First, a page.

This week’s unusual mystery movie is “Once Too Often” and I chose it to promote film preservation. “Once Too Often” is otherwise known as …
… T.F. 20-1684 and it was restored by the National Archives this year because it was Jack Lemmon’s film debut. The film (which is online) is a cut above the typically campy driver’s ed movie we expect of training films, mostly because of Lemmon. He is very funny as a soldier who gets 10 days leave and takes stupid risks, always being saved by his guardian angels.
Unfortunately, because it is a training film, almost nothing is available about the movie. There are no credits. “One Too Often” isn’t even listed in IMDB, which I hope to rectify in the next week. Based on evidence in the film, it seems that it was shot in New York state in 1950, and it features a hotel and bar named the Pine Tree Inn.
So the work of the Brain Trust has been extremely valuable in trying to identify our mystery actors. And congrats to Anne Papineau for identifying “Once Too Often.”
My hunch about the cast is that they were chosen from the pool of New York stage and TV actors who were available in 1950. But let’s see.
In 1950, Lemmon was performing in the ABC-TV show “That Wonderful Guy” as the houseboy of a “sophisticated New York drama critic,” played by Neil Hamilton. Although IMDB says the show started in 1949, a New York item on Jan. 1, 1950, calls it a new series that debuted at on WJZ-TV at 9 p.m. on Jan. 4, 1950, with with Cynthia Stone and Jo Hurt.
On Feb. 20, 1950, Lemmon appeared on WCBS-TV at 10 p.m. in an episode of “Studio One” titled “The Wisdom Tooth” with Barbara Bolton.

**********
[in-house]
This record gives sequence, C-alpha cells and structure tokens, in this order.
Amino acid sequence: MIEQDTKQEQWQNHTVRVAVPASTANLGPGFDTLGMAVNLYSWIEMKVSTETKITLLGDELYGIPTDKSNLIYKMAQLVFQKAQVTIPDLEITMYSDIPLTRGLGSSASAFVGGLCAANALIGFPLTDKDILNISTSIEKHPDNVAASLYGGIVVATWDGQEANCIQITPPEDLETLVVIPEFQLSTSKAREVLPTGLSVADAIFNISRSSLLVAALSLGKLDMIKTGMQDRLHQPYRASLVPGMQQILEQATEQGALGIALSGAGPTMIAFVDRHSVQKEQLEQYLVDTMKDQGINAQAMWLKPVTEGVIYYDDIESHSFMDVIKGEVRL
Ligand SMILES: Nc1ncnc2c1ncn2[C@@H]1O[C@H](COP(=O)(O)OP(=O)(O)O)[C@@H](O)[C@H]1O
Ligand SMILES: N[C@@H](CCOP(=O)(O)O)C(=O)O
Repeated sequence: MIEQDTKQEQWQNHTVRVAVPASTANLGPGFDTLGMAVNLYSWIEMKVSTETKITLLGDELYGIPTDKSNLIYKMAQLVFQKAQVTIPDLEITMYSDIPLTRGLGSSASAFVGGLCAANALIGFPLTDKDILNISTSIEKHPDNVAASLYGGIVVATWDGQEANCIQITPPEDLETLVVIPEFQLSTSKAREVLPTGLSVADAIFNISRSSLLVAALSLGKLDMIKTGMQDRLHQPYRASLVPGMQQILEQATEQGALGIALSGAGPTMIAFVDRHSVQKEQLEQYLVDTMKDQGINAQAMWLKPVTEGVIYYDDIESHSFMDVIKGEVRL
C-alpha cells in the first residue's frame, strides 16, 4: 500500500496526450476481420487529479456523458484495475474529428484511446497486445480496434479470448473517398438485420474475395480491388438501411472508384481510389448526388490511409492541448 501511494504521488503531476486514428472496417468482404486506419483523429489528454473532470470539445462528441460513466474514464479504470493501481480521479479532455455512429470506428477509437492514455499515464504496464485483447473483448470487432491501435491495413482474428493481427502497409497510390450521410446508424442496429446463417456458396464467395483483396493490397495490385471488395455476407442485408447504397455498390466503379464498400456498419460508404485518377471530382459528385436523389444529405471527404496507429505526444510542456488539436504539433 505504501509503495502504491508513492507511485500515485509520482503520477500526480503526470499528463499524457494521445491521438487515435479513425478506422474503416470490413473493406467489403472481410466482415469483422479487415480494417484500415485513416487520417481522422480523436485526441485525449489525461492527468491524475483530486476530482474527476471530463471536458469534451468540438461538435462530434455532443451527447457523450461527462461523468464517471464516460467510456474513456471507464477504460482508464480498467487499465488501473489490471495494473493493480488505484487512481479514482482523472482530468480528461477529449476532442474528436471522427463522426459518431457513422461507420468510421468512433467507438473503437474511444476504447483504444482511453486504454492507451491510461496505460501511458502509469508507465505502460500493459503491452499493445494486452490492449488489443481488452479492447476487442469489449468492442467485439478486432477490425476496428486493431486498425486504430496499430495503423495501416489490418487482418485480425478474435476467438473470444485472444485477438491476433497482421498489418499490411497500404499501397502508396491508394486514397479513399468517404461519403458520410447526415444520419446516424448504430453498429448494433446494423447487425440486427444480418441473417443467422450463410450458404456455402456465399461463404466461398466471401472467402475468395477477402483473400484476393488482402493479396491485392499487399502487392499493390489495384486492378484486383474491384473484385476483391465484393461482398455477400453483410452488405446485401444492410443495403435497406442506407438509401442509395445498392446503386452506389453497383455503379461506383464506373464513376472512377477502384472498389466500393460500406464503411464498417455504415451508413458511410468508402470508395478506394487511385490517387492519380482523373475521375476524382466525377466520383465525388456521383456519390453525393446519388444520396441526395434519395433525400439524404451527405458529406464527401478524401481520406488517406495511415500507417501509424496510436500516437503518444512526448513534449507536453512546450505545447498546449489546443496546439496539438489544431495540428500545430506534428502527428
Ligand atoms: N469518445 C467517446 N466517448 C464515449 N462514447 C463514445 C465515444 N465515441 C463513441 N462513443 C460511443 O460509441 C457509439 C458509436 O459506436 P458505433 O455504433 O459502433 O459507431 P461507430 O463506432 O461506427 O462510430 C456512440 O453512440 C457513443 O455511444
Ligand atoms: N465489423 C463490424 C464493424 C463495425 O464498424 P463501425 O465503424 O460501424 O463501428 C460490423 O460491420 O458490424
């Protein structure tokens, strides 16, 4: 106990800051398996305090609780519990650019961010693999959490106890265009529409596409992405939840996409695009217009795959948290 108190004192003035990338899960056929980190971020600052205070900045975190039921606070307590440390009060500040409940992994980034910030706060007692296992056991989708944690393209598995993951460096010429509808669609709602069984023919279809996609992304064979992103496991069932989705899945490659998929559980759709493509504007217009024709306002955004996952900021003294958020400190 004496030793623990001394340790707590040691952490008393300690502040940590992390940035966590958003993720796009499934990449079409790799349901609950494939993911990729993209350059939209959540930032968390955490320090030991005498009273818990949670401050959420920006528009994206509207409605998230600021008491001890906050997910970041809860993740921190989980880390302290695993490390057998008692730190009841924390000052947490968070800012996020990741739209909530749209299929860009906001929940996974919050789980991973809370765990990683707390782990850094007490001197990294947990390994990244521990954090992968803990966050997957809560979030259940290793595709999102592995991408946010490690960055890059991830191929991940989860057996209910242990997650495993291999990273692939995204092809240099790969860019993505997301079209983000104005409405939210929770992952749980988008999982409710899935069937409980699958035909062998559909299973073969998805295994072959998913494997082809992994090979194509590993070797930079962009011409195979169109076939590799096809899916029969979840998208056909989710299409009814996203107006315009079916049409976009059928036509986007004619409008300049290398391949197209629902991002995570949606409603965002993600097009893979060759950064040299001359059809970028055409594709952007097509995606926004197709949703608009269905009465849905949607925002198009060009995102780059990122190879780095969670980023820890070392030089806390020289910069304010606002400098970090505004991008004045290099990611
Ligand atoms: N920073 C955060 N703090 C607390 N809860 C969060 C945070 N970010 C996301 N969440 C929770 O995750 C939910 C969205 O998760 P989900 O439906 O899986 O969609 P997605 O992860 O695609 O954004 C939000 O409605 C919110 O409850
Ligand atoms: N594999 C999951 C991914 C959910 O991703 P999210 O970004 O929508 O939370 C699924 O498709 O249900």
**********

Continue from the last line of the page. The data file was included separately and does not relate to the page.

On April 1, 1950, the New York Times announced that Lemmon would be master of ceremonies for “Toni Twin Time,” a variety show airing on CBS-TV on Wednesdays “to serve as a showcase for professional talent.” “Twin Time” doesn’t appear in Lemmon’s IMDB credits, but it seems to have continued through June 1950 and resumed in September.
Constance Ford (Thursday’s mystery woman), appeared as Miss Forsythe in the original Broadway run of “Death of a Salesman,” from Feb. 10, 1949, to Nov. 18, 1950. She doesn’t appear in the New York Times until Nov. 16, 1950, when she is listed as appearing in “The Tower Beyond Tragedy” with Robert S. Harrison and Judith Anderson. Also in November 1950, she is listed as appearing on the two-LP set of “Death of a Salesman,” with Thomas Mitchell as Willy Loman rather than Lee J. Cobb.
Aha! According to an Oct. 29, 1982, New York Times article, “Once Too Often” was made by the Signal Corps at the Army Pictorial Center in Astoria, Queens.
This week’s mystery movie is a bit unusual, even for the Daily Mirror archives du cinema. For Monday, we have a mystery gent.
Guesses on this chap were John Hoyt, Fritz Lieber, Everett Sloane and Powell Pressberger.
And for Tuesday, another mystery gent.
Guesses on this chap were Paul Douglas and William Windom.
Note: This mystery movie is unlike any film we have had before, so for now we will list members of the Brain Trust who have submitted answers without revealing what they were. The reason will become clear Saturday, so be patient.
Brain Trust roll call: Charles Kjelland, Mary Mallory, Arye Michael Bender and Gary Martin.
And for Wednesday, we have another mystery gent. His headgear is apparently the costume department’s attempt to fashion an ancient Greek eye shade, in case you are wondering.
The most popular guess for this fellow was Arnold Stang, but this was shot in 1950, when Stang was in his early 30s and this is a much old man. Plus our actor sounds nothing like Stang. Other guesses were Marvin Kaplan and Sir. Cedric Hardwicke
Brain Trust roll call: Dewey Webb.
And for Thursday, we have a mystery couple at the bar.
It seems fairly certain that our mystery woman is Constance Ford, but nobody tried to guess the fellow on the left (that is Lemmon with his back to the camera about to make a pass at Ford.
Brain Trust roll call: Gary Martin, Chrisbo, David Inman, Sarah, E. Yarber, Diane Ely and L.C.
And for Friday, we have the star of our especially mysterious film.
Finally, a very young Jack Lemmon.
Brain Trust roll call: Anne Papineau, Jenny M., Gary Martin, Benito, Sarah, Dan Nather, Howard Mandelbaum, Dewey Webb, and Lee Ann, Megan and Thom.